Secondary events may have their own set of related facts which should be listed. and intersect it at appropriate points. Once the sequences of events are properly charted. You must remember that a conclusion is a demonstrable statement based upon two or more facts. or use a large piece of paper using a pencil. so you need to be able to change the chart easily. It may be helpful to view this technique as a “time-line” of the accident. etc. during. Underneath each heading. It is a most critical phase. After this step is completed. or a chalkboard to put together such a chart. Step three-Drawing conclusions--This can be the most difficult part of the investigation. and after the accident. “no task training records for the victim” or whatever relates directly. you are attempting to break the major events down into basic parts. a picture of what happened will start to develop. are represented outside and parallel to the base line. Your first attempt will be an initial trial. and then ascribe relevant factors to each of the parts. and sometimes indirectly to the event. Each major event leading up to and including the accident should be delineated and listed under a general heading. Causation Model Step one--listing major events. some of which are extremely complex and difficult to understand by lay people. This chart allows anyone viewing it to readily understand how the relevant facts tie together. the pertinent information can be easily discussed. and will help the investigators to focus upon critical elements of the accident. or “crane turned over”.. all verifiable facts and conditions should be listed. The major events are represented along a base line. assuming that all the essential and relevant facts have been accurately collected. This is a technique used to visually represent what events occurred prior to. There are many different ways of analyzing data.difficult aspect to conduct. Step two--Constructing a Chart of Events. It can be tempting to draw conclusions from just one fact. Presented here is a rather simple set of techniques that can be used to sift through the voluminous facts gathered during the initial phase of the investigation. then it is helpful to produce a visual representation of the information. and includes conditions and ancillary events that may have influenced the primary chain of events. This is accomplished in Step Two. When presented in this way. In this step. and all relevant facts. You may find it helpful to use Post-It notes on a large wall. All contributing events. or perhaps. (See Event Chart). conditions. such as “no preshift inspection records for the Cat 992 loader”. but that is not scientifically acceptable. such as “victim began work on loader”. or whatever critical events could be discerned. 8 .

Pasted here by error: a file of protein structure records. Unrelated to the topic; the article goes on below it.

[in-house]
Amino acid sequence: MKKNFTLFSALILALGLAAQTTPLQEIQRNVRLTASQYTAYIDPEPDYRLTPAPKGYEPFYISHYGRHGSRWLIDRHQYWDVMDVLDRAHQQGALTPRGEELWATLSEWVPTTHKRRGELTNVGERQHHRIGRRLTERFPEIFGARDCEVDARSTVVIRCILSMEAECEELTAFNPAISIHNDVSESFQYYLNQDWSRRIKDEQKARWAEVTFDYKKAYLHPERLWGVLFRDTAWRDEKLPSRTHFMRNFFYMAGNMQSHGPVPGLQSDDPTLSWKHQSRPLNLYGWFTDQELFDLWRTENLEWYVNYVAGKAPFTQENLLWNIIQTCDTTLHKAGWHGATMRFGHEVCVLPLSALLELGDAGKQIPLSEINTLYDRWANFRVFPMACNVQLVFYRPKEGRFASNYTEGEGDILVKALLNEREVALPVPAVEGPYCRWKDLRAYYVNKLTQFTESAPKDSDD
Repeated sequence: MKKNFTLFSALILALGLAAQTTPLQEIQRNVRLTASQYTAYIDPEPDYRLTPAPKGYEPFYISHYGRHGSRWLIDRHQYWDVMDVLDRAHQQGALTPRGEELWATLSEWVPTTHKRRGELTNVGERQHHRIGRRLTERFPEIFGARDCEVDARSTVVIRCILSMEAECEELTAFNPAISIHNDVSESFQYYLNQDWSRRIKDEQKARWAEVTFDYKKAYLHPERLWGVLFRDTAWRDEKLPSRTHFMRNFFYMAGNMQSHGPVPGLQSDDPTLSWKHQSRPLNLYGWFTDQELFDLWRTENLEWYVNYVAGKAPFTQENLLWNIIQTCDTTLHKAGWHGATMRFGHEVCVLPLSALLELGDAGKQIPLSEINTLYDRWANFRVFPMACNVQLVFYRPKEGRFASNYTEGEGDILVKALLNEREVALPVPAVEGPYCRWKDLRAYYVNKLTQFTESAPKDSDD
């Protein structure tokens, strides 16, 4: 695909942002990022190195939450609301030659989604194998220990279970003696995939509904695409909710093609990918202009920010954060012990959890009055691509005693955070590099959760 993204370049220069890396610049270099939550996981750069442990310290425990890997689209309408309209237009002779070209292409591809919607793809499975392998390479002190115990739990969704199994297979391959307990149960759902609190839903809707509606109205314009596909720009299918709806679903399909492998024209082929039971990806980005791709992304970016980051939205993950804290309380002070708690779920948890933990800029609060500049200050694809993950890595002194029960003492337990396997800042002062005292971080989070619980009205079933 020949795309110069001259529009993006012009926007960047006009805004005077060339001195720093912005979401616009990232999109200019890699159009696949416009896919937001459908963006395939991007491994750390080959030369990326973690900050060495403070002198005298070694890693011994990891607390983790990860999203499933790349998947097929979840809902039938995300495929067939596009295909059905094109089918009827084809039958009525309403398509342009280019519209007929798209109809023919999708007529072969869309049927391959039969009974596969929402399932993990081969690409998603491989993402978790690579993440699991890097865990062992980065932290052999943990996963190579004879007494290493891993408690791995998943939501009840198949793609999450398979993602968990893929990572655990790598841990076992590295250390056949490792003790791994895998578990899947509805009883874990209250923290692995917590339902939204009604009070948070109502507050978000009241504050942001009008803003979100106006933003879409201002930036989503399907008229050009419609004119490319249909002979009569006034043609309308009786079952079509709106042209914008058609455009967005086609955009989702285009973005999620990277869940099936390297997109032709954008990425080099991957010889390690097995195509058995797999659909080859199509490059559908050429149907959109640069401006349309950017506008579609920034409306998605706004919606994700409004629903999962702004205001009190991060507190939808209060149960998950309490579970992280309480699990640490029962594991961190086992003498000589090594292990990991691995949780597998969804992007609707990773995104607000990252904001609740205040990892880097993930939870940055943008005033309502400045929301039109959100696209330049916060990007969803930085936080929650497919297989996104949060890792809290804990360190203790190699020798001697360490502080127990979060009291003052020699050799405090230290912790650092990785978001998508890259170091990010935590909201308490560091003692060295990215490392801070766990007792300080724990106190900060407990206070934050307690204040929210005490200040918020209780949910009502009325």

It is essential that a company try to discern the costs associated with an accident. if the supervisor never trained the employee. Once this information is realistically presented. After a thorough review of the conclusions. This will help validate any estimated costs resulting from recommendations made in the accident report. The number of conclusions formulated from the facts will eventually lead the investigators to the underlying root cause of the accident. Why? If the appropriate PPE was not provided. Initial conclusions may indicate a need for additional facts. easily understood written report is the final step of the investigative process. It is usual for the root causes of an accident to become apparent only after a thorough review and discussion of the conclusions. such as accountants. and should really be compiled by qualified individuals. Documenting accident related expenses (optional) Determining the total cost of the accident is an optional. Estimating these costs can be difficult. The cost can be broken down into direct and indirect costs. or any other technique. This gives the investigator the real information necessary to make valid recommendations that hopefully will prevent a recurrence of the accident. Identifying the root cause(s) is needed to understand why the accident happened. If you cannot find at least two relevant facts that lead to a conclusion. and essentially irrefutable by anyone reading the report. or if the supervisor never enforced company policy. If the investigation has proceeded according to the forgoing guidelines. the safety focus of some management types may be altered. Step four-Making Recommendations. The conclusion that the injury occurred due to a lack of proper PPE use on the part of the victim may only be partially true. Remember that a recommendation is a call for action on the part of management to address the root causes. nor properly trained in its use. After this has been accomplished the final stage of the investigative process is possible. These will become evident once the list of conclusions is compiled. when the real conclusion would include the other pertinent facts. the investigators should be able to identify and address the root causes of the accident. Very few lead management officials are ever informed about the true costs of accidents. then the conclusion is based upon insufficient evidence. the conclusion may implicate the victim as totally responsible for his injury. While few of us are literary professionals. and thus make recommendations. and then concluded that his injury resulted because the victim was willfully not using appropriate PPE. it might be a fact that a victim was not wearing any PPE at the time of an accident. resulting in a more realistic approach to safety issues. the recommendations will be obvious. rather than the investigation team.Your conclusions must be based upon verifiable facts and not intuition. yet vital task that is normally left to company personnel. The conclusion would then be more realistically stated as “the victim was not wearing the required PPE at the time of the accident because he had neither been issued nor required to wear the appropriate PPE. For instance. Each recommendation should reference the appropriate conclusions listed. Writing the Report Producing a well documented. anyone can compile the 9 .